Football Friends Online – When 90 Mins Is Not EnoughSuccess or failure for Brendan Rodgers in his first year? - Football Friends Online - When 90 Mins Is Not Enough Success or failure for Brendan Rodgers in his first year? - Football Friends Online - When 90 Mins Is Not Enough

Success or failure for Brendan Rodgers in his first year?

Brendan Rodgers’ much-heralded arrival at Anfield last summer was marketed as the return of Bill Shankly’s ghost by the more optimistic sections of the Liverpool support. Others saw him as the latest in a long line of managers good at working on a budget but unable to handle the pressures of a big club and the big chequebook that goes with it. Who was right?

Liverpool began the season with expectations of at least breaking into the top six, and who knows, perhaps without the added distraction of the Europa League campaign they may have made a more concerted effort. Many managers (I’m looking at you Alan Pardew) have bemoaned the competition’s workload-increasing woes, but to Rodgers’ credit, there was very little moaning going on, and some of the youngster’s, such as Andre Wisdom, got some much-needed match-winning experience.

Much criticism has gone Rodgers’ way for his handling of the £35m striker who occasionally answers to the name Andy Carroll. It is abundantly clear that the Geordie giant would not have been signed under the Northern Irishman’s watch, and perhaps Rodgers’ only crime was to be too soft, as we all sometimes can be. If West Ham were willing to buy Carroll outright he perhaps should have bitten the bullet, taken the hit, and started moving Liverpool forward. Instead, he was bundled out the loan door, with no replacement signed, and this undoubtedly proved a problem for Liverpool as they stumbled through the autumn heavily reliant on the admittedly frequent magic of Luis Suarez.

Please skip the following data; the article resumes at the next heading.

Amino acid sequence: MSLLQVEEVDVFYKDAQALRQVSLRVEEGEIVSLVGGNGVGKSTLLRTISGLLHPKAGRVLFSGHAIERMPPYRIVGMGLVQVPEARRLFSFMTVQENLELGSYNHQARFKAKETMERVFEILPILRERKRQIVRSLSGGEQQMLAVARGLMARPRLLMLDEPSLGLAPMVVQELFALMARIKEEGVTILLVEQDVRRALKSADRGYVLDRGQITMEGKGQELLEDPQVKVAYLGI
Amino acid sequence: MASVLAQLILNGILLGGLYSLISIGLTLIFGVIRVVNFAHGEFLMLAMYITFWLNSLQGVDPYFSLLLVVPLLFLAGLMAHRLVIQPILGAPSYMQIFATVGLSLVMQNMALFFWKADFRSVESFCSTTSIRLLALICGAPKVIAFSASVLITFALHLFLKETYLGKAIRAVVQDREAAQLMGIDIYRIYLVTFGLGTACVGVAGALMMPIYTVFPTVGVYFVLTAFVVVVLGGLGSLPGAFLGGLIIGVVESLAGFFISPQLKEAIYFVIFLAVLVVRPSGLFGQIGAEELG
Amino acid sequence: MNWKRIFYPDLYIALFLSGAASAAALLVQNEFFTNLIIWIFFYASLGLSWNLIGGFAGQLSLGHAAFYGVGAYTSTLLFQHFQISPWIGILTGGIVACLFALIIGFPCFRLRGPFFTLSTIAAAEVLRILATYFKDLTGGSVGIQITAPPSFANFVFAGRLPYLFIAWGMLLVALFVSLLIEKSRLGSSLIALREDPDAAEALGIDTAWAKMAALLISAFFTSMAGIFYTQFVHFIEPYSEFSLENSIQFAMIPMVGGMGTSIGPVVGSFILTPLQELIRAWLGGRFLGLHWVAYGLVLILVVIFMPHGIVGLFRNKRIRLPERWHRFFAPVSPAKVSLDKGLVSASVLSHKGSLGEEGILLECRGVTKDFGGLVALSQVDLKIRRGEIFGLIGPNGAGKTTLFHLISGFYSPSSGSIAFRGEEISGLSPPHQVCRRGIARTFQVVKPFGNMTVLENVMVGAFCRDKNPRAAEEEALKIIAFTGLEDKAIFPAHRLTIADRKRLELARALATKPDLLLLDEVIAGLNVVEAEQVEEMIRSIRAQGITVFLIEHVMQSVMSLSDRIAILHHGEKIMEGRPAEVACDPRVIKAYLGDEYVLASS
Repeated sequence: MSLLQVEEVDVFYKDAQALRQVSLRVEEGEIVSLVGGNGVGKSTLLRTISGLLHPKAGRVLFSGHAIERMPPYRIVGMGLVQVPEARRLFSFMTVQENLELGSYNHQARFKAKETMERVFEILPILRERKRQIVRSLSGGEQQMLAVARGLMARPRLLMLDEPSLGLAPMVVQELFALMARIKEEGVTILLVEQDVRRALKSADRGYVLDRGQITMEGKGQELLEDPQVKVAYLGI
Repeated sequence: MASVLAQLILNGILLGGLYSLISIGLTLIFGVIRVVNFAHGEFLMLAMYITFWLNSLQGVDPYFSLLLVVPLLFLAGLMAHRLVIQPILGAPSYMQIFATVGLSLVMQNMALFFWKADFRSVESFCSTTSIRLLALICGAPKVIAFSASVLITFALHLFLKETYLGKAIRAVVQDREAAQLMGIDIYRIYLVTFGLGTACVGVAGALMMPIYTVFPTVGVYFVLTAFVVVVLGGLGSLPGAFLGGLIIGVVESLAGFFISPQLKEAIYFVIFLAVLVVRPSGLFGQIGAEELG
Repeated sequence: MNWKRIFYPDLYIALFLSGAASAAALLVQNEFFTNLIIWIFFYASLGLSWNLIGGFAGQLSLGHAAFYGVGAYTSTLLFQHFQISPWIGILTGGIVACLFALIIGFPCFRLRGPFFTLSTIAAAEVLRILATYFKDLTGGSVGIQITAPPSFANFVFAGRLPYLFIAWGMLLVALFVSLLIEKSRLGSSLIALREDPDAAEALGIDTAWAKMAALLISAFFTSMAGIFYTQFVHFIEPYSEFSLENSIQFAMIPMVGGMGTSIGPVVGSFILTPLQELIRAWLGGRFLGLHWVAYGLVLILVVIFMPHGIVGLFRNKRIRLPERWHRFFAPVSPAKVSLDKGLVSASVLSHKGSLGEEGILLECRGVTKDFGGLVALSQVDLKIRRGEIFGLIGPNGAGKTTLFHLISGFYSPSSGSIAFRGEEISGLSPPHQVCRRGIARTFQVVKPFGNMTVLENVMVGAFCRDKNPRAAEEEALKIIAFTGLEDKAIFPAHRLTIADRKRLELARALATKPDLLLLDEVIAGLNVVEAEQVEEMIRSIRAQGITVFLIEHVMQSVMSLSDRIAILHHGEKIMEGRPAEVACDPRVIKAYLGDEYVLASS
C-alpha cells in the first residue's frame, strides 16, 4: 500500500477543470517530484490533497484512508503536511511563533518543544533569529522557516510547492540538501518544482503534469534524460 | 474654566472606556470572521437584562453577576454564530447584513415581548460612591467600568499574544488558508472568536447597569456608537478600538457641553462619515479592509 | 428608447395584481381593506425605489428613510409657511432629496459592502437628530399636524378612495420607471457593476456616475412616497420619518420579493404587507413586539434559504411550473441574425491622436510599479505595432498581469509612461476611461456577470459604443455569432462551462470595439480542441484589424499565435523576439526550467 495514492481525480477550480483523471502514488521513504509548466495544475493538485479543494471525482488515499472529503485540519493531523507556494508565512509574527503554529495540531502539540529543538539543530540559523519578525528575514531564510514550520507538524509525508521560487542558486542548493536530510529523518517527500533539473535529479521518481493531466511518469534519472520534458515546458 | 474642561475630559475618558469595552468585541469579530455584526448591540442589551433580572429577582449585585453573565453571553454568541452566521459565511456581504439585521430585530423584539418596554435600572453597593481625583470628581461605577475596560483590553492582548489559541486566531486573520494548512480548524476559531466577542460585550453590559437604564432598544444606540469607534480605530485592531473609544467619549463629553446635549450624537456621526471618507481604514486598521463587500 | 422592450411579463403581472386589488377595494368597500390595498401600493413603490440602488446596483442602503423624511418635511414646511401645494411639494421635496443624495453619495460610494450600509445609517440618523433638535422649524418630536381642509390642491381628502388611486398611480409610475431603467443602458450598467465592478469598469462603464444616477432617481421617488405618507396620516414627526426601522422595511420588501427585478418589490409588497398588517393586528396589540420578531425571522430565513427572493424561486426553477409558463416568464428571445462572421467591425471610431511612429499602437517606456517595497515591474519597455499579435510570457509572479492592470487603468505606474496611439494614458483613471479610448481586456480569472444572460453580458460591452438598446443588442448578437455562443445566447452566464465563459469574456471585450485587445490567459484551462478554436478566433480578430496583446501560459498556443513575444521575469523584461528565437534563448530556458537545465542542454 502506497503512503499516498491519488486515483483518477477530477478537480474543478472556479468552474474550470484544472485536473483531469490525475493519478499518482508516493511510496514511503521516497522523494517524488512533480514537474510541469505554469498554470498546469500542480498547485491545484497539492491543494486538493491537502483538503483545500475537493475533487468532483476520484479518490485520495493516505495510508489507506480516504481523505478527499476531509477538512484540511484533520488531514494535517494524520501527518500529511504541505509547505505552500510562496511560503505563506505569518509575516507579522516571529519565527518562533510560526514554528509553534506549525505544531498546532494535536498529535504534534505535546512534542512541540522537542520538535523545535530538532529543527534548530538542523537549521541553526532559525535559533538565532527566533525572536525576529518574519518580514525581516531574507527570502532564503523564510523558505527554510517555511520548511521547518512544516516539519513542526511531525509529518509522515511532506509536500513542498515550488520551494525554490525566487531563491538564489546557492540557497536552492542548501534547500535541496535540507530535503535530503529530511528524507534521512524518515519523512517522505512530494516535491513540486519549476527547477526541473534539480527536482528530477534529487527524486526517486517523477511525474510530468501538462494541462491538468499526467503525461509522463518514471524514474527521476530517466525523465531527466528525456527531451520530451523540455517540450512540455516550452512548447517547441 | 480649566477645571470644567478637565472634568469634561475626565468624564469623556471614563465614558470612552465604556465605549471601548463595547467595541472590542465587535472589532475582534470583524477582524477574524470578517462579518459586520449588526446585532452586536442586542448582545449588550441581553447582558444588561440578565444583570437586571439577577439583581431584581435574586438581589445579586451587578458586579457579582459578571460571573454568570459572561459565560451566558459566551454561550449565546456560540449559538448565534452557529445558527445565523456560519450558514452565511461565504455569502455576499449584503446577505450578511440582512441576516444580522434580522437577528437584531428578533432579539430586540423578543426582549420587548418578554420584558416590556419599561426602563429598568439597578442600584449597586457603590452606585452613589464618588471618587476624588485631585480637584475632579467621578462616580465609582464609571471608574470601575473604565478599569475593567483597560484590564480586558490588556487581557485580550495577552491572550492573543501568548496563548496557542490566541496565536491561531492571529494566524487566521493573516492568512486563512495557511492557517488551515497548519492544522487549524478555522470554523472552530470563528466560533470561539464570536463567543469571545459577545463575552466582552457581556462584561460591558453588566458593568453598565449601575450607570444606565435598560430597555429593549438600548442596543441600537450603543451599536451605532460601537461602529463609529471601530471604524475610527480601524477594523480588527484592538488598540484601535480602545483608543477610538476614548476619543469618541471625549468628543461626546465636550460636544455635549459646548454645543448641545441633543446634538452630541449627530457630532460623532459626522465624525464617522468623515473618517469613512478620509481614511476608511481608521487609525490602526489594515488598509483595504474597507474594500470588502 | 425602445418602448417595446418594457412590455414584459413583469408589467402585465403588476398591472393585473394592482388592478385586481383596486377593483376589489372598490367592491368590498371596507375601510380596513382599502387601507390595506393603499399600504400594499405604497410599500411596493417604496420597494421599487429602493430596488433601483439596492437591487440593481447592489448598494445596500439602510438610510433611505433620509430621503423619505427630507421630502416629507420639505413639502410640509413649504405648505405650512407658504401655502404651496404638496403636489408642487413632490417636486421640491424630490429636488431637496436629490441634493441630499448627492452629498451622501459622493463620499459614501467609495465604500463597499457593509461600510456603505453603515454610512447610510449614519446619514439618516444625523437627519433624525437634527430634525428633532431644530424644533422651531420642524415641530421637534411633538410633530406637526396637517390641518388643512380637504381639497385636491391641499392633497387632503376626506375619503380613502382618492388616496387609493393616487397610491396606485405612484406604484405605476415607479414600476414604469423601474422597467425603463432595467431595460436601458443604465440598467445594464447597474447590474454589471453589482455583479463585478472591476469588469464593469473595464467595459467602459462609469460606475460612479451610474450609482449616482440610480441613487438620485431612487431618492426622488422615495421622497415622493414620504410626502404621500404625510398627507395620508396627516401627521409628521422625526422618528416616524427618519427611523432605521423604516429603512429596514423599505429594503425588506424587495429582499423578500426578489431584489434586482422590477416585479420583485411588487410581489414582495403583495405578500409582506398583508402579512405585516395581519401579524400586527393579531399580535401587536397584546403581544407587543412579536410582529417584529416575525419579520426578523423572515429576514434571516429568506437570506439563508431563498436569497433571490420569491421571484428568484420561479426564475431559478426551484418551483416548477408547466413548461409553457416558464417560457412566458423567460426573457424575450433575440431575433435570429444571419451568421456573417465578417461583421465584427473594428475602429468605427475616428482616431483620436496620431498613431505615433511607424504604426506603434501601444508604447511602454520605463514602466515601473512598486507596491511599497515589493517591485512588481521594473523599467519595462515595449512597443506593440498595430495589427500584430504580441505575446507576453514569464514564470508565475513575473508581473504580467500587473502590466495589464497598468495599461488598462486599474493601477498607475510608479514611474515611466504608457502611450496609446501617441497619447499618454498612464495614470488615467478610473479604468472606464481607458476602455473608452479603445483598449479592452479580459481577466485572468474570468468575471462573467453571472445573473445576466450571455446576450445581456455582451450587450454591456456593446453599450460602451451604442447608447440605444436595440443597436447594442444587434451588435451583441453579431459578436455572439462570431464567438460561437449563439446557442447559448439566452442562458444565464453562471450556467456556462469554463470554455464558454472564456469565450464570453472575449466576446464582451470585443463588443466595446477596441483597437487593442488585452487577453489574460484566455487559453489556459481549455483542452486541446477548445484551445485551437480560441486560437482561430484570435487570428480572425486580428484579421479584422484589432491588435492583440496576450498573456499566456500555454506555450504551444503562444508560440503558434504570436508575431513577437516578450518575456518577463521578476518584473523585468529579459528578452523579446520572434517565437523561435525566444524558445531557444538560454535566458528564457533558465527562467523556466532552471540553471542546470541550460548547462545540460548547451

Secretly Rodgers probably realised his mistake, and the January addition of Daniel Sturridge added a much-needed pacey dimension to the already fast-coming-together passing merry-go-round of the midfield, built around the metronomic Joe Allen. The Brazilian Phillippe Coutinho was also a welcome creative reinforcement, as Steven Gerrard approaches his twilight years. Gone are the days of buying British just for the headlining-grabbing sake of it – Rodgers has a manifesto the likes of which his predecessor Kenny Dalglish can only dream of. The former King of the Kop must realise that his time has come and gone, and that Rodgers, if given time, will bring stability and good football back to Anfield.

Liverpool’s post-January form, while containing the odd aberration, Southampton away springing to mind, has been on an upward curve. If the season finished a month later, Europe could have been attainable. Next season it surely will be.

In answer to the original question, the truth probably lies somewhere in between, in a re-assuringly boring fashion. While Rodgers is no magic-wand-wielding ghost of Shankly, he is a man of more footballing substance than his critics give him credit for. Watch him prove that assessment correct next season.